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posted 03-09-2008 12:27 AM     Click Here to See the Profile for cspg   Click Here to Email cspg     Edit/Delete Message   Reply w/Quote
Ok, thanks. I was puzzled at the wording because I didn't know to what extent the ATV's supplies were critical to station operations or not. I'm assuming that since this flight is some "proof of concept" mission, the supplies are not that critical (they will probably be useful though).

Robert Pearlman
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posted 03-09-2008 12:36 AM     Click Here to See the Profile for Robert Pearlman   Click Here to Email Robert Pearlman     Edit/Delete Message   Reply w/Quote
The majority of Jules Verne's payload is propellant, 60% of which it will consume itself reaching the station and later as it deorbits. The remaining 40% will be used to reboost the ISS, an activity that can also be performed by the space shuttle and Progress vehicles.

The water and oxygen ATV carries, along with the food and clothes, will help prepare the ISS for expanding to a crew compliment of six, but are not critical to operations.

Also on-board are some spare parts for the Columbus laboratory.

Were Jules Verne not to dock and have to reenter with its cargo still inside, other than the disappointment it would represent to the European Space Agency, the greatest loss might be in fact the two 19th century manuscripts handwritten by Jules Verne, which are flying in honor of the ATV's namesake.

Fortunately, it shouldn't come to that, as ESA, NASA and Roscosmos are confident in the ATV's design and operation.

Robert Pearlman
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posted 03-09-2008 01:44 PM     Click Here to See the Profile for Robert Pearlman   Click Here to Email Robert Pearlman     Edit/Delete Message   Reply w/Quote
From the European Space Agency:
The spacecraft on board computers detected a slight difference in pressure between the oxidizer and the fuel that compose the propellant. This caused the ATV to immediately switch over to the second of four propulsion chains, as it is designed to do.

Engineers at the Control Centre in Toulouse and at the prime contractor premises EADS-Astrium in Les Mureaux are evaluating and analysing the data coming from the spacecraft and are assessing the consequences, if any, in the immediate planning.
During a press conference, Alan Thirkettle, ESA's space station program manager, described the issue as a "small anomaly".
"When we started re-priming the [propulsion] system, we found on one of the chains we had slightly off-nominal behavior on one of the propulsion chains. And so immediately, as planned, the spacecraft switched itself on to the other chain, which was completely nominal. This is the way the electronics are set up and that is why we have got all this redundancy. So we actually had this switch over from one chain to the other, and obviously we're looking at that. It looked as though there was a difference of pressures between the two chains, the mon and the MMH, the oxidizer and the fuel. We're looking at why that should be on that chain and that's actually what we are looking at now."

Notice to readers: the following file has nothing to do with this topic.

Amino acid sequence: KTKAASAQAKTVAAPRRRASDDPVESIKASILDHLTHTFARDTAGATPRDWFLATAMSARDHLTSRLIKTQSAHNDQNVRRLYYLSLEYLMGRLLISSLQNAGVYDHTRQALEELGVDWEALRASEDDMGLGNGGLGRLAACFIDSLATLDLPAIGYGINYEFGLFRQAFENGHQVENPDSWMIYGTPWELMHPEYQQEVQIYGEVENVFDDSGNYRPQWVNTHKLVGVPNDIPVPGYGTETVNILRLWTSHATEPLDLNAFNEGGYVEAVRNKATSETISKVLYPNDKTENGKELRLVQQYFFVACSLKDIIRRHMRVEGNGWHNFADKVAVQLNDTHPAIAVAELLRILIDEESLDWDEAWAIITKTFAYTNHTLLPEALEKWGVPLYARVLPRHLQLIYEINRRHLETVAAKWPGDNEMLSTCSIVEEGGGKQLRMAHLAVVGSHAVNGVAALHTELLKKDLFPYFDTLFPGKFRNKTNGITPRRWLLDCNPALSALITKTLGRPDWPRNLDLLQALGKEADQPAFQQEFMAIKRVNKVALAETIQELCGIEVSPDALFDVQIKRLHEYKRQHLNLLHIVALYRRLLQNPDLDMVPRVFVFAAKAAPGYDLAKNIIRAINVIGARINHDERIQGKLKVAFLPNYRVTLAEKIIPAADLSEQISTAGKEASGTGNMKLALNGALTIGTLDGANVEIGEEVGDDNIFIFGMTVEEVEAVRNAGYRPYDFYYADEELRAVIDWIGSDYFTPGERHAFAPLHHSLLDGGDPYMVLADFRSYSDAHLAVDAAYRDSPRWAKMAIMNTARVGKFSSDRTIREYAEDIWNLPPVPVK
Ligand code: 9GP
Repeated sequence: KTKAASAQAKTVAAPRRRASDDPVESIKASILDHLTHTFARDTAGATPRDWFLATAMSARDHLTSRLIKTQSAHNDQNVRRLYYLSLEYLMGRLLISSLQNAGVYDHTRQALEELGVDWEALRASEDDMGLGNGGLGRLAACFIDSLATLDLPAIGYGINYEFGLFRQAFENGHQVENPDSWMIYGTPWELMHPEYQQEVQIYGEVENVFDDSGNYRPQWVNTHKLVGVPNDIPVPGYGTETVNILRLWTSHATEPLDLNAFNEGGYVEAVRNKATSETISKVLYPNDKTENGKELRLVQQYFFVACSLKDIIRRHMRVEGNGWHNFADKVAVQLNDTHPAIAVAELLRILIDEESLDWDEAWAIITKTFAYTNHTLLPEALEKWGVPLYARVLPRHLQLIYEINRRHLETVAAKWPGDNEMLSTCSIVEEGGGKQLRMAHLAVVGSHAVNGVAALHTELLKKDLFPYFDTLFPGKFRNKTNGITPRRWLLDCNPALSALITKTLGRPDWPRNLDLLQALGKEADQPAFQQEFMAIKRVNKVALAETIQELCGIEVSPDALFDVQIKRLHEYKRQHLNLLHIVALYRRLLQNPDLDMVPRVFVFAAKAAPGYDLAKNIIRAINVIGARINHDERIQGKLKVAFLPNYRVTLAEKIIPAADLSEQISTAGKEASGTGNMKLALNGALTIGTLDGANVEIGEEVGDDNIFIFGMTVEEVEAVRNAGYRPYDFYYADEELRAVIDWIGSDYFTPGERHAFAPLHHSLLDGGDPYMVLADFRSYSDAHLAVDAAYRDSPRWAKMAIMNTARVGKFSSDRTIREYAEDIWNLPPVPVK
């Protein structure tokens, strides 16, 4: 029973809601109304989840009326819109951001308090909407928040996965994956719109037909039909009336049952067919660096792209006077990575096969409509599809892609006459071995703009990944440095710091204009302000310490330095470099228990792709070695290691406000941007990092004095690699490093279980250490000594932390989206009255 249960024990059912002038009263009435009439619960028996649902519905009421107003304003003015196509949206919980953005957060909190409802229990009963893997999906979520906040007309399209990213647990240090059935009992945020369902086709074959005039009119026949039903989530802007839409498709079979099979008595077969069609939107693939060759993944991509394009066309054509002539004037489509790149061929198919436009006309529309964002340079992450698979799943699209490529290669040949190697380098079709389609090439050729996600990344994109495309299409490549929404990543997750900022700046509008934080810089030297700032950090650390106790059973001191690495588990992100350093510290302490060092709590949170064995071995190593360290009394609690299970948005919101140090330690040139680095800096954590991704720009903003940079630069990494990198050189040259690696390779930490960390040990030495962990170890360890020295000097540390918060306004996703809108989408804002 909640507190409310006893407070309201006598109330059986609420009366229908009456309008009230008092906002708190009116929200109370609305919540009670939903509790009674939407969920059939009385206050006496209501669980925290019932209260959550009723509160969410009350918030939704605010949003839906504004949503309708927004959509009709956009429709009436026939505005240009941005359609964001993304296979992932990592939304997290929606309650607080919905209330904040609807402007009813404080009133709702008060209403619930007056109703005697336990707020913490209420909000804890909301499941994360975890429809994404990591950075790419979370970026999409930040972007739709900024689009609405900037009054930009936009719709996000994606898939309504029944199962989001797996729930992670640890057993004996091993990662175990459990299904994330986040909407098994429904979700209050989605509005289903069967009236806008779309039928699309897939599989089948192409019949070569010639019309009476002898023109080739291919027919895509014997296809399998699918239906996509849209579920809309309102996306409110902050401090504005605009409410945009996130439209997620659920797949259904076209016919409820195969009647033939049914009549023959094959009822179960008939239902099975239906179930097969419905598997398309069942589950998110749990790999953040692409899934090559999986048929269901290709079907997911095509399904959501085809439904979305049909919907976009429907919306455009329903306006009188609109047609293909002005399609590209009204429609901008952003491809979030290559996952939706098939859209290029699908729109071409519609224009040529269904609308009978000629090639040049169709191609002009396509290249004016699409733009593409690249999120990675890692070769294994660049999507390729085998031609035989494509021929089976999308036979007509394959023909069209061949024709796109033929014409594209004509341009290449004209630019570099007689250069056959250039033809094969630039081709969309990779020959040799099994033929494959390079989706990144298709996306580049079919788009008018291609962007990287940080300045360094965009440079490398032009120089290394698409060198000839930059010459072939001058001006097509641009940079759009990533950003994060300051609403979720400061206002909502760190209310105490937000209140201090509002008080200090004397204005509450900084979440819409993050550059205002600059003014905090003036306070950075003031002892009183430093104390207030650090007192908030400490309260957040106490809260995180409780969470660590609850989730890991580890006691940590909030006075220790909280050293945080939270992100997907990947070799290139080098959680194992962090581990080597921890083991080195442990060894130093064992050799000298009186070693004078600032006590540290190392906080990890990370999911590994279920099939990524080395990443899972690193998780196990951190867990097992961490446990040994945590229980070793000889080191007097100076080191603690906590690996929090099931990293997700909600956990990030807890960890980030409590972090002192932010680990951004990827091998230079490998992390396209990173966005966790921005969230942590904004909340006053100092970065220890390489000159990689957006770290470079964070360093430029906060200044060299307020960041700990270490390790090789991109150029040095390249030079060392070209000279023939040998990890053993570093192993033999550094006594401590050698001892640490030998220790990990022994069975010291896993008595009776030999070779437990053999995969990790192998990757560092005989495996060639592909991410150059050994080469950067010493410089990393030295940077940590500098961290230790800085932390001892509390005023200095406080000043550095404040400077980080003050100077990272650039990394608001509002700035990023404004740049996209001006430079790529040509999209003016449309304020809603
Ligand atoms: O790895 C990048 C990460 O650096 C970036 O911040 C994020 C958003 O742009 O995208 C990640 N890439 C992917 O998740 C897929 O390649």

The problem is said to involve one of Jules Verne's four propulsion drive electronic (PDE) chains, which controls seven of the ATV's 28 maneuvering thrusters.
"The electronic box that drives that has to be reconfigured, and we're now looking in the next few days how we are going to reconfigure that. We're actually going to do so some tests... to see how we do that because it goes into a configuration, there are so many configurations that it can go into that we haven't tested them all. But we'll be doing that over the next few days," said Thirkettle.

"So our idea is to reintegrate the electronics that switch from one channel to the other sometime in the next few days and at that time we should be able to see what is the problem with the first propulsion chain that we switched from."

John Elwood, ESA's ATV Mission Manager, added:
"We will be a bit cautious now because we are now on a redundant chain, so we don't want to go on to another redundant chain. So we're sitting and thinking about it. We're not in a rush to do maneuvers. It is not a danger per say, but whether we immediately go and do everything that we planned over the next few days -- we do have margin of course, as I was saying yesterday we have the 10 day margin before we need to start going into demo days at the end of the month -- so we're thinking now what we will do immediately. I suspect we are going to do our first boost maneuver today and we are discussing in Toulouse if we do it or delay it a bit. It doesn't really make a difference. My preference is to delay just to make sure we know what is going on."
They do not need to restore the chain as the primary propulsion system, but they would like to have it as a working back-up. Even should it not be restored, the ATV is qualified to proceed with its mission using only its three remaining thruster chains.

Kirsten
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posted 03-09-2008 03:56 PM     Click Here to See the Profile for Kirsten   Click Here to Email Kirsten     Edit/Delete Message   Reply w/Quote
You are a space geek if you drive from your home to ESTEC Noordwijk at 3 o'clock on a Sunday morning, to watch the launch of this live, on big screens.

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posted 03-12-2008 01:21 AM     Click Here to See the Profile for cspg   Click Here to Email cspg     Edit/Delete Message   Reply w/Quote
European Space Agency (ESA):
Jules Verne on track for long journey to ISS
11 March 2008

Following an overnight recovery operation, Jules Verne ATV's propulsion system has successfully been restored to full robustness. The spacecraft has since performed the first orbital manoeuvres necessary to set up phasing with the International Space Station.